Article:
He once invented a musical instrument called a glass harmonica, which uses the same principal as a when a dampened finger is rubbed against the rim of a glass and a sound is created.  Both Mozart and Beethoven approved of the instrument. Mozart was so taken by the sound created by the harmonica that he composed several pieces of music for it.

Franklin is reputed to have imported the first bath tub into America. He did much of his reading and correspondence whilst soaking in the tub.

BELIEFS

Benjamin Franklin lived his life by 13 rules which he called "the 13 virtues." He wrote them when he was 20.

At the age of 16 Franklin came across a book recommending a vegetarian diet, whose advice he took on board. His devotion to study and refusal to eat flesh meant often Franklin had no more than a biscuit or a slice of bread, a pastry tart or a few raisins, and a glass of water. However his diet did save him money.

After a few years of vegetarianism, despite his dislike of their aroma, Franklin’s liking for fish tempted him back to eating flesh.

Franklin was initiated into the local Masonic Lodge in 1731. Within three years he had become Grand Master, indicating his rapid rise to prominence in Pennsylvania. Franklin remained a Freemason for the rest of his life

Franklin had a certain cynicism about physicians. " God heals and the doctor gets the fees" he once jested. On another occasion he wrote, " He is a fool that makes the doctor his heir."

Among the aphorisms and proverbs Franklin included in his Poor Richard’s Almanac was the saying, “God helps them that helps themselves”.

In 1775 Franklin formed with Dr Benjamin Rush, the first Anti-Slavery organisation in America, The Society for the Relief of Free Negroes.

In a letter to his daughter, Franklin said he wanted the Turkey not the Eagle to be the United States national symbol. He considered the Eagle to be "a bird of bad moral character as it lives by shaping and robbing.

Franklin was one of the leaders of the United States who assembled to write the constitution. He called on the group to offer regular, daily prayer to ask for God’s assistance and blessings in their deliberations.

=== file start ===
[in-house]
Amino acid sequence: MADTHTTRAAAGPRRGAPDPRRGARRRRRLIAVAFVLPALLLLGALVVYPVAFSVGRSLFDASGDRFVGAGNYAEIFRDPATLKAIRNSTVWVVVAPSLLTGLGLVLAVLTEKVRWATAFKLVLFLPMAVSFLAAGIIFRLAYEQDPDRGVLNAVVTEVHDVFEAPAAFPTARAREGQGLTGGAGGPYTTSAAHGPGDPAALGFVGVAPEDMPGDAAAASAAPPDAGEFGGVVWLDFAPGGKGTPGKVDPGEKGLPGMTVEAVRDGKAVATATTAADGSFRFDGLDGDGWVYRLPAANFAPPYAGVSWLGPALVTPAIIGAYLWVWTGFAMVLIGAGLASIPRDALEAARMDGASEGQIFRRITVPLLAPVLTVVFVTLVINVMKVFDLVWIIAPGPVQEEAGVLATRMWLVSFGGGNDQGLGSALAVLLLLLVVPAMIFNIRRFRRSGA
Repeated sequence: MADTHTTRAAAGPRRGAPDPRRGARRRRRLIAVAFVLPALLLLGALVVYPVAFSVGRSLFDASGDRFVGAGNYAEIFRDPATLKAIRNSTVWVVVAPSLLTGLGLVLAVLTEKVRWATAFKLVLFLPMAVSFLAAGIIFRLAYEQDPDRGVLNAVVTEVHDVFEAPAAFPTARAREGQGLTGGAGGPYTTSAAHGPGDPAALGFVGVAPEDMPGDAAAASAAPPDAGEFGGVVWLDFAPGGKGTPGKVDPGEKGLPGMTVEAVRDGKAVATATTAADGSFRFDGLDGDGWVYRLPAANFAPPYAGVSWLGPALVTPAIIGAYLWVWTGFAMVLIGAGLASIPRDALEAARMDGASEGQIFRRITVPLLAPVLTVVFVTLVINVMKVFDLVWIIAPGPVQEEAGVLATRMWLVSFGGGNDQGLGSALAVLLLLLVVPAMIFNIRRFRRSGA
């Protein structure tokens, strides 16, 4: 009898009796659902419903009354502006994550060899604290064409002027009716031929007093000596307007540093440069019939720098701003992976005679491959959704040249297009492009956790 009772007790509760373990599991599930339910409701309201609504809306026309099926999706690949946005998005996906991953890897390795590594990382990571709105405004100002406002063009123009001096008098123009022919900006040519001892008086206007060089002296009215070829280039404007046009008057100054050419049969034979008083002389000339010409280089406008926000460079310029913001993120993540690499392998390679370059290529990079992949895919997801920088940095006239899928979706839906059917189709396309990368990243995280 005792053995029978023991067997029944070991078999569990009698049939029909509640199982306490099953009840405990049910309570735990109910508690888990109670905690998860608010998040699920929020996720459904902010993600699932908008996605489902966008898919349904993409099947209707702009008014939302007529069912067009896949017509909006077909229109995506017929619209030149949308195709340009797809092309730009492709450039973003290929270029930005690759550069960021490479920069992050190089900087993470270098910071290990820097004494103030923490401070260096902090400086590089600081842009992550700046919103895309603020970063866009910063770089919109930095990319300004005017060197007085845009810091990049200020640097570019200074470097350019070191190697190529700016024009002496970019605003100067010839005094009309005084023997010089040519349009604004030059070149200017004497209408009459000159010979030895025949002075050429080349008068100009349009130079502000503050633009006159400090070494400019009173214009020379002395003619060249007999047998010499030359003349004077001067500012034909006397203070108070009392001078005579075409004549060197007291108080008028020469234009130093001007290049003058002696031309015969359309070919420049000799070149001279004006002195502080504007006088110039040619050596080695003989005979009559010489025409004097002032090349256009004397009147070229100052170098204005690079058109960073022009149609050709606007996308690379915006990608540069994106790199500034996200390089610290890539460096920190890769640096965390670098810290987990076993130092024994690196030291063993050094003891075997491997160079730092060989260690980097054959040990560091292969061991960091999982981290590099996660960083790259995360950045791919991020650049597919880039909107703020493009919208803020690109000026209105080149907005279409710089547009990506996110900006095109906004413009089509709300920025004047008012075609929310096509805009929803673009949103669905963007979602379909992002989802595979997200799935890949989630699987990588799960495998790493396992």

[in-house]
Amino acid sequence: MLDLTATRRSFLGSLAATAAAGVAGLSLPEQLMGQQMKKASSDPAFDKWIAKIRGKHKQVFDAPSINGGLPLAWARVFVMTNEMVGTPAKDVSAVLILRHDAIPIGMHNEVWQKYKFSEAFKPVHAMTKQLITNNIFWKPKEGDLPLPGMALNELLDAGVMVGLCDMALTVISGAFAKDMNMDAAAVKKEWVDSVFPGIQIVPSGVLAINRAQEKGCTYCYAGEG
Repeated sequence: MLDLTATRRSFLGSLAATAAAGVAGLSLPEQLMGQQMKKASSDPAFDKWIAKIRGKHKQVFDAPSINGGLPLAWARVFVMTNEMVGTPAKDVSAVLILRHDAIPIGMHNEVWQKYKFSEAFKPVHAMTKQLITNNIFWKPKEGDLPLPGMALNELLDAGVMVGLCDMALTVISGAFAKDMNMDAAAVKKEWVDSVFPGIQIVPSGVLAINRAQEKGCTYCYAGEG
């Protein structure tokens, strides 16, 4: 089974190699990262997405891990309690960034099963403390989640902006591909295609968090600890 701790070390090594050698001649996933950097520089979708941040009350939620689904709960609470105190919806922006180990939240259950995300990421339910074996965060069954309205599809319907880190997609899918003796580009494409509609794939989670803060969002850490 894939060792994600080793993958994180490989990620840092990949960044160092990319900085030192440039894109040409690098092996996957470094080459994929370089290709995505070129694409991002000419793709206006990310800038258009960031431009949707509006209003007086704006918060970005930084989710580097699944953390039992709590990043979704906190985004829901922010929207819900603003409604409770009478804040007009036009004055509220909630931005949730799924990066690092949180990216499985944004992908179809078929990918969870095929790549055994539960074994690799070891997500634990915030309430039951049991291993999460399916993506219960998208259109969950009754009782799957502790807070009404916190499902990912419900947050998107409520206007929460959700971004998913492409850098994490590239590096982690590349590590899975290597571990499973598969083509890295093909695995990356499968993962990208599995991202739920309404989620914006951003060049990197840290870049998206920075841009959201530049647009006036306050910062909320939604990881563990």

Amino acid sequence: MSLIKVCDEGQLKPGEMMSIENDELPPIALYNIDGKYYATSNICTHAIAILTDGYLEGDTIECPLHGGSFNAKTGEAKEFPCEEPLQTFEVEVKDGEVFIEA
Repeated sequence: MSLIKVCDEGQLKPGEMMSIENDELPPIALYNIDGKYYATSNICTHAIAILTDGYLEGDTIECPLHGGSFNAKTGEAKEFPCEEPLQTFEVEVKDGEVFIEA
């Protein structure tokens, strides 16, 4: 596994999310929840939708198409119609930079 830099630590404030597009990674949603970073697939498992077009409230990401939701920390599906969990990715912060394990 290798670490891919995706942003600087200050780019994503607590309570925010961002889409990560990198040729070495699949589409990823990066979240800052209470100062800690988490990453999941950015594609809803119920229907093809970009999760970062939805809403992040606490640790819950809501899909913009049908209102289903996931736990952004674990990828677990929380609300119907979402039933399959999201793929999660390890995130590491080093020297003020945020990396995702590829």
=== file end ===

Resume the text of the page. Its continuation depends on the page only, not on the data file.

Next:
Franklin had enough respect for the Word of God to advise Thomas Paine not to publish his rationalist treatise, The Age Of Reason as "The world is bad enough with the Bible, what would it be like without it."

PUBLIC LIFE

Franklin and several other members of a philosophical association joined their resources on July 1, 1731 to found the first public library in Philadelphia. The newly founded Library Company ordered its first books the following year, mostly theological and educational tomes, but by 1741 the library also included works on exploration, geography,  history, poetry and science. The success of this library encouraged the opening of libraries in other American cities.

In 1736, Franklin created the Union Fire Company, one of the first volunteer firefighting companies in America.

In 1749 Franklin wrote Proposals Relating to the Education of Youth in Pennsylvania; its publication led to the establishment in 1751 of the Philadelphia Academy, later to become the University of Pennsylvania. The first American Academy, he became its first president.

1755 Charter creating the College of Philadelphia

The curriculum Franklin suggested was a considerable departure from the program of classical studies then in vogue. English and modern foreign languages were to be emphasized as well as mathematics and science.

Seven men graduated on May 17, 1757, at the first commencement of the Philadelphia Academy; six with a Bachelor of Arts and one as Master of Arts.

Pennsylvania Campus

Franklin was appointed postmaster of Philadelphia in 1737, having set up the first postal service there. He held the office until 1753, when he and publisher William Hunter were named deputy postmasters–general of British North America, the first to hold the office.

As postmaster, Franklin had to figure out routes for delivering the mail. He went out riding in his carriage to measure the routes and needed a way to keep track of the distance. He invented a simple odometer and attached it to his carriage.